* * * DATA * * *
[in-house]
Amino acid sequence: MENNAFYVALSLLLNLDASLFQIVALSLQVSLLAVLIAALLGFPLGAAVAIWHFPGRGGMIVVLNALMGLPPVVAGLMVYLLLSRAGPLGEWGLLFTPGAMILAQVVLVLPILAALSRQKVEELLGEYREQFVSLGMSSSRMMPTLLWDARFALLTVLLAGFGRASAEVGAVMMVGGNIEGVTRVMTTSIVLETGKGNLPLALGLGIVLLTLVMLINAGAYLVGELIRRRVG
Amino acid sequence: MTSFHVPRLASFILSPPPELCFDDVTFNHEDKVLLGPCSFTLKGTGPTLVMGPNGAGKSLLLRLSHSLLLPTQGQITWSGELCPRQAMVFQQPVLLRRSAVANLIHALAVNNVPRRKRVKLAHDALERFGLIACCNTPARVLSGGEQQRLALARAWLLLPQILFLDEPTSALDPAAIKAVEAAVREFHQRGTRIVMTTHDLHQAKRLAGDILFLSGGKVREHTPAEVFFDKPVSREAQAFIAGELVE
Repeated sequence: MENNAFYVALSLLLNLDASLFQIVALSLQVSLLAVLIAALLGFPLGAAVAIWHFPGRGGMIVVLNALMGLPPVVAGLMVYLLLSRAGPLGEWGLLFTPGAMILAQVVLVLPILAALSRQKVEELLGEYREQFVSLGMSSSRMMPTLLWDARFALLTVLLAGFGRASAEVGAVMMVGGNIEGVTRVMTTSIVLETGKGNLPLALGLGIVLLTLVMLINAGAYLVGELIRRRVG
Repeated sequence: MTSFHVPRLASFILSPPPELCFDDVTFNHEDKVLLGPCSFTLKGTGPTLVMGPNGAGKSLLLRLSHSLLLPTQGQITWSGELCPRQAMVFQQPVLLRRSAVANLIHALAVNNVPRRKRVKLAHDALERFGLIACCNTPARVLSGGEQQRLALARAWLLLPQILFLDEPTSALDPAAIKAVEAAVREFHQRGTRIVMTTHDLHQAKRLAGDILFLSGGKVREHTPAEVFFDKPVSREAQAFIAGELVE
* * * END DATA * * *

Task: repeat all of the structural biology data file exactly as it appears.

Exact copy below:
[in-house]
Amino acid sequence: MENNAFYVALSLLLNLDASLFQIVALSLQVSLLAVLIAALLGFPLGAAVAIWHFPGRGGMIVVLNALMGLPPVVAGLMVYLLLSRAGPLGEWGLLFTPGAMILAQVVLVLPILAALSRQKVEELLGEYREQFVSLGMSSSRMMPTLLWDARFALLTVLLAGFGRASAEVGAVMMVGGNIEGVTRVMTTSIVLETGKGNLPLALGLGIVLLTLVMLINAGAYLVGELIRRRVG
Amino acid sequence: MTSFHVPRLASFILSPPPELCFDDVTFNHEDKVLLGPCSFTLKGTGPTLVMGPNGAGKSLLLRLSHSLLLPTQGQITWSGELCPRQAMVFQQPVLLRRSAVANLIHALAVNNVPRRKRVKLAHDALERFGLIACCNTPARVLSGGEQQRLALARAWLLLPQILFLDEPTSALDPAAIKAVEAAVREFHQRGTRIVMTTHDLHQAKRLAGDILFLSGGKVREHTPAEVFFDKPVSREAQAFIAGELVE
Repeated sequence: MENNAFYVALSLLLNLDASLFQIVALSLQVSLLAVLIAALLGFPLGAAVAIWHFPGRGGMIVVLNALMGLPPVVAGLMVYLLLSRAGPLGEWGLLFTPGAMILAQVVLVLPILAALSRQKVEELLGEYREQFVSLGMSSSRMMPTLLWDARFALLTVLLAGFGRASAEVGAVMMVGGNIEGVTRVMTTSIVLETGKGNLPLALGLGIVLLTLVMLINAGAYLVGELIRRRVG
Repeated sequence: MTSFHVPRLASFILSPPPELCFDDVTFNHEDKVLLGPCSFTLKGTGPTLVMGPNGAGKSLLLRLSHSLLLPTQGQITWSGELCPRQAMVFQQPVLLRRSAVANLIHALAVNNVPRRKRVKLAHDALERFGLIACCNTPARVLSGGEQQRLALARAWLLLPQILFLDEPTSALDPAAIKAVEAAVREFHQRGTRIVMTTHDLHQAKRLAGDILFLSGGKVREHTPAEVFFDKPVSREAQAFIAGELVE